Traffic is significant: there will be an additional 29,384 new vehicles trips on a Friday, and 35,754 new vehicle trips on a Saturday, with the largest peak-hour volumes occurring on Friday and Saturday evenings. To accommodate this traffic, a new signalized intersection with Lower Broadway is to be constructed, connecting with an on-site boulevard. Lower Broadway is to be widened to allow two southbound right turns into the boulevard. Northbound left turns will be handled by a widening of Lower Broadway or a jughandle using Bow Street that would allow vehicles to turn to the south and enter the site.

 

A secondary service drive is contemplated that will intersect Lower Broadway north of the site. The intersection of this drive with Lower Broadway is also anticipated to be signalized.

Transit access will be provided at the Sullivan Square MBTA Station, 1.2 miles from the site. Transit stations at Wellington and Assembly Square are each 0.8 miles from the site, but currently have indirect pedestrian routings to the proposed resort. Shuttle buses to all subway stations have been proposed.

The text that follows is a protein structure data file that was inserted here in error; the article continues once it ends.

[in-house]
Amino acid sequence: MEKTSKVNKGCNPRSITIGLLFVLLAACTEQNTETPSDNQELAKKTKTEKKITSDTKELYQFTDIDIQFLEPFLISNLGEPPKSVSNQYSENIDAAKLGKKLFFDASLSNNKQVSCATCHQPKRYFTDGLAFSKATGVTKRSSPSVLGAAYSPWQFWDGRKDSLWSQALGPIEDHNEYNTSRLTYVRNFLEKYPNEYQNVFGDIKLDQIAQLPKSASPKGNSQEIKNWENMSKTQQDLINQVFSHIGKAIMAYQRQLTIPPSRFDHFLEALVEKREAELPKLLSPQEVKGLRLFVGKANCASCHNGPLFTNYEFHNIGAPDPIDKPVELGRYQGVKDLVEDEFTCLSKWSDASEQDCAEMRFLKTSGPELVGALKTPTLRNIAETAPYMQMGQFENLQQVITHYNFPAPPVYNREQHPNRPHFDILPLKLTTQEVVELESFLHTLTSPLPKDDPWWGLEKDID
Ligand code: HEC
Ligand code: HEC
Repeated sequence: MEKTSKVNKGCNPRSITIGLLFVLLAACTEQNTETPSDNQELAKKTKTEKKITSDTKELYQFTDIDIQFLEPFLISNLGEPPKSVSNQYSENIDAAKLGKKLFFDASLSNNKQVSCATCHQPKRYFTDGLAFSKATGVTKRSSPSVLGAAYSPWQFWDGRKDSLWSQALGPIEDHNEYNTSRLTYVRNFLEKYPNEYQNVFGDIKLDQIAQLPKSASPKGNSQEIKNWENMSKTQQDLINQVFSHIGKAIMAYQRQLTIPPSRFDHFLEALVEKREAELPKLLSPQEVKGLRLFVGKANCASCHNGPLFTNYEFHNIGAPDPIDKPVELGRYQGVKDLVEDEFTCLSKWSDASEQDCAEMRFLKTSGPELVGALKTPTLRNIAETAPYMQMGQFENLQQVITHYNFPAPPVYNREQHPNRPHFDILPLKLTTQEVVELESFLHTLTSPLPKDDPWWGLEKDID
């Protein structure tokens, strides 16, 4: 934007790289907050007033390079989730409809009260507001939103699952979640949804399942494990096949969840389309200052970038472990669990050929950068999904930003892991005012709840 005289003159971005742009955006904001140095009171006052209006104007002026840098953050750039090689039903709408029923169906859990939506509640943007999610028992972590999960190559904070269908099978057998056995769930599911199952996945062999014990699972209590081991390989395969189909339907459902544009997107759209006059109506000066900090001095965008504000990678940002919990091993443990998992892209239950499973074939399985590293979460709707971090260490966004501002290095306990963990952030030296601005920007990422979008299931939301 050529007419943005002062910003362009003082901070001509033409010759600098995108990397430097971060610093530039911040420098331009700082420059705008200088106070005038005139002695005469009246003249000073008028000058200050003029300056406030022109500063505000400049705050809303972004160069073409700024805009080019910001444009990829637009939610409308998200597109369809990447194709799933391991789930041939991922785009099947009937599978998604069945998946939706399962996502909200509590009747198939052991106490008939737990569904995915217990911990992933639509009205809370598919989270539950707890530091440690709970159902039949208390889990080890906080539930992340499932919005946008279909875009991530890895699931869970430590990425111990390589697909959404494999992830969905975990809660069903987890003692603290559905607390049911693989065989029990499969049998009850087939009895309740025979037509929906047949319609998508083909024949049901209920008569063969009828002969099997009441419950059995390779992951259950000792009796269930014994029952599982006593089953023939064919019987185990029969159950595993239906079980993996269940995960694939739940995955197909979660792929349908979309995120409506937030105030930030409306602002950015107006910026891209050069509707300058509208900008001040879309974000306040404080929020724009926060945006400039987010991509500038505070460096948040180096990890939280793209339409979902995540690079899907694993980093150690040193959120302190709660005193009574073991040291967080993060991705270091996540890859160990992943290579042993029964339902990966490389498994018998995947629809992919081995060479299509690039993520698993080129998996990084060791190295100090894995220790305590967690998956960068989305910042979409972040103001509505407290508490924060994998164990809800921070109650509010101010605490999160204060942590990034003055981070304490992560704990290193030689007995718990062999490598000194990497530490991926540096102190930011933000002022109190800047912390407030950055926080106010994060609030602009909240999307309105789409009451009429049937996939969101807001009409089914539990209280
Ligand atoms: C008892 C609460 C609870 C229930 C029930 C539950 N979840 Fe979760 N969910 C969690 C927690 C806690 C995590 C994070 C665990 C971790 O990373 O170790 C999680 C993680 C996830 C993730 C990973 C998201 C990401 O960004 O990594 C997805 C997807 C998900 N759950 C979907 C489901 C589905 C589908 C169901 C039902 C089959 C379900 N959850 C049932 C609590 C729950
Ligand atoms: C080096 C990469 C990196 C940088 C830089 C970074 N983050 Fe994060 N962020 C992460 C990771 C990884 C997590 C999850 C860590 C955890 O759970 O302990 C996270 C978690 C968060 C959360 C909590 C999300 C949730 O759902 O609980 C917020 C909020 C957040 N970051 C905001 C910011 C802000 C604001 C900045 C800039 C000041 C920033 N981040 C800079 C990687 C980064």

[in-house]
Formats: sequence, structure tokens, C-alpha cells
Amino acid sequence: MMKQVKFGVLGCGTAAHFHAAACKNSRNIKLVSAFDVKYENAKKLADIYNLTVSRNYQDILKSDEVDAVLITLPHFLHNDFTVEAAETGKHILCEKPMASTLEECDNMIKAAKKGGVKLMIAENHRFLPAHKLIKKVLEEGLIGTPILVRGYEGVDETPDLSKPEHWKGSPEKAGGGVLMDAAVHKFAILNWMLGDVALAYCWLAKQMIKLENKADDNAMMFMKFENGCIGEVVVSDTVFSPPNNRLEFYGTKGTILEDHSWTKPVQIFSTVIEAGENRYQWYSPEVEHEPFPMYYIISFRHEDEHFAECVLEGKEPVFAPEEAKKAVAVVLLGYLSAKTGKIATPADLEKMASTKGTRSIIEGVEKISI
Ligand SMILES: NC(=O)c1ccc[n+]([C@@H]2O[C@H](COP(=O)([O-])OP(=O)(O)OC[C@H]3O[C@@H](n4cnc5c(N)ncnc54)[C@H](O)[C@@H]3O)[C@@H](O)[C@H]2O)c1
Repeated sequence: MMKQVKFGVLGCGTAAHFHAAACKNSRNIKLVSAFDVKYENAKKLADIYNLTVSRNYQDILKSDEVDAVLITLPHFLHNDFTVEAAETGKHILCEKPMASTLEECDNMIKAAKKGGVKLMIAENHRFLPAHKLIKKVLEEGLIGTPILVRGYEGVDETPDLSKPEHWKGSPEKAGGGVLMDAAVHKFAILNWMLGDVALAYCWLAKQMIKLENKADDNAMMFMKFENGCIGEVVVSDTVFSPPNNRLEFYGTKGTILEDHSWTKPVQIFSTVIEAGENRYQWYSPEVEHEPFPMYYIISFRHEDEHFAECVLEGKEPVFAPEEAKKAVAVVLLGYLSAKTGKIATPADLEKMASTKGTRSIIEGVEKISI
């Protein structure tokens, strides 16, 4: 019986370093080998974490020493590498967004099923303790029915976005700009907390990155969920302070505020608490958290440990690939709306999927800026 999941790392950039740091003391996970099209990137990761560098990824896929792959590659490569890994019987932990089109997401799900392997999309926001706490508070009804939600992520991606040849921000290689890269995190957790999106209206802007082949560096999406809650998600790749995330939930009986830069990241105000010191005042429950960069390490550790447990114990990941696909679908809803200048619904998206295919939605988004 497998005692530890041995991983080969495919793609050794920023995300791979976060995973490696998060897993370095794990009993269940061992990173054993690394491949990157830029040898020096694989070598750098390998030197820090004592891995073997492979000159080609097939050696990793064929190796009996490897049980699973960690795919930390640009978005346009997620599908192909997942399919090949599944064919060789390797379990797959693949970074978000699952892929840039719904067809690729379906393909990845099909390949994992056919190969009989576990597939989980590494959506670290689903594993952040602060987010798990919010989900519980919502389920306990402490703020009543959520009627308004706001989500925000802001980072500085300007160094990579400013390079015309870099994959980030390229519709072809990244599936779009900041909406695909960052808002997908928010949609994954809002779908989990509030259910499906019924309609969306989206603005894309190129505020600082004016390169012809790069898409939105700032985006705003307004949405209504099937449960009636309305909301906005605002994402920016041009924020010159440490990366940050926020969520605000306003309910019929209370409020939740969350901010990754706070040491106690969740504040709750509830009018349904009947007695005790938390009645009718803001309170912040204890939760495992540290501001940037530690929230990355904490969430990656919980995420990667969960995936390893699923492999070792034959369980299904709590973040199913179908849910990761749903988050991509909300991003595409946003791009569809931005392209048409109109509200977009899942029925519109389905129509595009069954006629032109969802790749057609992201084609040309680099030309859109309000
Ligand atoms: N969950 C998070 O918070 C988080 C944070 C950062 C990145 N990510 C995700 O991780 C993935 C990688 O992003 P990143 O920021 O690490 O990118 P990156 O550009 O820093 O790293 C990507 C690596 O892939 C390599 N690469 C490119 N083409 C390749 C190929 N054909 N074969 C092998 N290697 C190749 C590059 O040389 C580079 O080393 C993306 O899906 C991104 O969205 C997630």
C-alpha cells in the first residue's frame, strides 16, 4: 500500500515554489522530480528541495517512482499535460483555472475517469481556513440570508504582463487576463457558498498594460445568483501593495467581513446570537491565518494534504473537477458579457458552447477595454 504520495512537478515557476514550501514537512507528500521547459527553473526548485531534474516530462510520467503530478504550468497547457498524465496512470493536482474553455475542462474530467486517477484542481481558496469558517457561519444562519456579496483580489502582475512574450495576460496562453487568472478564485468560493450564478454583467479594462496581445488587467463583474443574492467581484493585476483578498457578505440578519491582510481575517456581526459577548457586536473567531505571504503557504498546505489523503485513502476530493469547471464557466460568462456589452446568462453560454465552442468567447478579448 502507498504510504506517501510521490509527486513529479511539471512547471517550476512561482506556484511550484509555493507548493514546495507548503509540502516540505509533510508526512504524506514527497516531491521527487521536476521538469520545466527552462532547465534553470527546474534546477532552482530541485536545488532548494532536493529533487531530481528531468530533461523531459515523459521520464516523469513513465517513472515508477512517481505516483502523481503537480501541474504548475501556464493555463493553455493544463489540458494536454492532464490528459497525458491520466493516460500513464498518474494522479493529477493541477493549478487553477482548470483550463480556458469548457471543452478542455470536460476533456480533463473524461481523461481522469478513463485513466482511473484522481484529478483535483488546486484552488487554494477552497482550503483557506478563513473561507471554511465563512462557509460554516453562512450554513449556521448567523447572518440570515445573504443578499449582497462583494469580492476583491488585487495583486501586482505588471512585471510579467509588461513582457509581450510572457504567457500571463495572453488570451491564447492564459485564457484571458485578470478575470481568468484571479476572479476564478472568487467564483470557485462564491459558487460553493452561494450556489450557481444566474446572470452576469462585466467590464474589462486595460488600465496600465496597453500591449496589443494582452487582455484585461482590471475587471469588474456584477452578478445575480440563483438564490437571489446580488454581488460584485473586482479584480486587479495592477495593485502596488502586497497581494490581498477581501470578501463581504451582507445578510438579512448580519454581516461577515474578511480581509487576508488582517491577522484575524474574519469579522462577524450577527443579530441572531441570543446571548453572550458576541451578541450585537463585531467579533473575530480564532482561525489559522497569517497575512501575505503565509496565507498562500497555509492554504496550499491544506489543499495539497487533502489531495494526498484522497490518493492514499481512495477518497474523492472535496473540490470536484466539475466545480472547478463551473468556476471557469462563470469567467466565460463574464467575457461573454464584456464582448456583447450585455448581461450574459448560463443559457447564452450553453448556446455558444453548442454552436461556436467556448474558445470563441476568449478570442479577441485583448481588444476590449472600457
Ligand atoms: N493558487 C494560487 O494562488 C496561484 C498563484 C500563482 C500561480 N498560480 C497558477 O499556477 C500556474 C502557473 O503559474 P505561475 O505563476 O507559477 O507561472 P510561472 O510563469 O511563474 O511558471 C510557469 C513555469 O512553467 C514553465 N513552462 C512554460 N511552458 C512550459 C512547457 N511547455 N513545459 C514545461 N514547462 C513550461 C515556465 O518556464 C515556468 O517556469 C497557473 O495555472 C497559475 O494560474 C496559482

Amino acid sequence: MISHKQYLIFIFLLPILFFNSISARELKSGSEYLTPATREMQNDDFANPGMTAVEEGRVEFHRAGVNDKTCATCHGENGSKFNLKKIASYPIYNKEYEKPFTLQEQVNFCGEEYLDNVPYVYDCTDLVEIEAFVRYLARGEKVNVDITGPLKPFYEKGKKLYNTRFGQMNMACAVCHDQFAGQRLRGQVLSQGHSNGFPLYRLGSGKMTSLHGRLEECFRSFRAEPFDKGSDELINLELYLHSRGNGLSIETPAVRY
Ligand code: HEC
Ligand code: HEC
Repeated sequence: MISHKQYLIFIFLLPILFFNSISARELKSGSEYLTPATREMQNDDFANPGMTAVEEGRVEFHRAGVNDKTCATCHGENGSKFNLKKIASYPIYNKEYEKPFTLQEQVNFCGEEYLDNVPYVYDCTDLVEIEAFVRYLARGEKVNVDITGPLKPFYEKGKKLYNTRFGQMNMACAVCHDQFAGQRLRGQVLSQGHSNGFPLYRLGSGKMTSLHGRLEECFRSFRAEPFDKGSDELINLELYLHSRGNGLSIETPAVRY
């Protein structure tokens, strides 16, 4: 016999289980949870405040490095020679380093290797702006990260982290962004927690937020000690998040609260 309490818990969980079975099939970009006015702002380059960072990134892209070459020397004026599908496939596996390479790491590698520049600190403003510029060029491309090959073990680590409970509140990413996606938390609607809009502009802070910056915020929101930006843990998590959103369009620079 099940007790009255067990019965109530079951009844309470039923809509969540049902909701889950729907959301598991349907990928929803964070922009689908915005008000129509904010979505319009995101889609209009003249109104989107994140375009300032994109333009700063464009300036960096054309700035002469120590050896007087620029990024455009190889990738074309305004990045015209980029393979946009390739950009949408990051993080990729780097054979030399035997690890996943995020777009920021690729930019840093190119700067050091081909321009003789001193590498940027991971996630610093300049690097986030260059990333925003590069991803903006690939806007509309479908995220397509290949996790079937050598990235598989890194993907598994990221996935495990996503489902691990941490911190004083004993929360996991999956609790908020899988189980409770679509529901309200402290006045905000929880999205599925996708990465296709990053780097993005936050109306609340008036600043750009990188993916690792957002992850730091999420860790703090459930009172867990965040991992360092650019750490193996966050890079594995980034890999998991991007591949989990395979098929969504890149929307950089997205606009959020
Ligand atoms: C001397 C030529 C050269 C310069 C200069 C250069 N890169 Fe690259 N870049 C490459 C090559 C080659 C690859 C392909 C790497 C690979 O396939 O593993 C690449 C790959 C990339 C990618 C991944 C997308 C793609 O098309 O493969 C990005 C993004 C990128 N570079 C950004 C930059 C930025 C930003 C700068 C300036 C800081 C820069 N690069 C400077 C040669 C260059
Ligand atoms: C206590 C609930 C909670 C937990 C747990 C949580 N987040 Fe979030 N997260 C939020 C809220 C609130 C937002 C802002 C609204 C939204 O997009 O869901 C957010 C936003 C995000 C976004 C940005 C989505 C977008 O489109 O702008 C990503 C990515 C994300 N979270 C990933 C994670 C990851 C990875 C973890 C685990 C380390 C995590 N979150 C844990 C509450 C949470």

Our comments center on pedestrian access into and within the site. We are basically concerned that the location of the site and its considerable distance from centers of population and regional transit stations will result in motor vehicles providing the majority of the access to the site. Despite that concern, we have reviewed the proposal for individual improvements in pedestrian access associated with the project.

Off-site access to and from the proposed resort

Lower Broadway was recently reconstructed by the state as part of its enhancements to State Route 99, which included the addition of new bicycle lanes in both directions and the narrowing of existing sidewalks to permit expansion for other transportation modes. The proponent should detail the ways in which sidewalks will be upgraded for pedestrian access into the site. Sidewalk access should extend at least as far as the MBTA Sullivan Square Station, which will require the proponent to deal with that portion of the sidewalk within the City of Boston.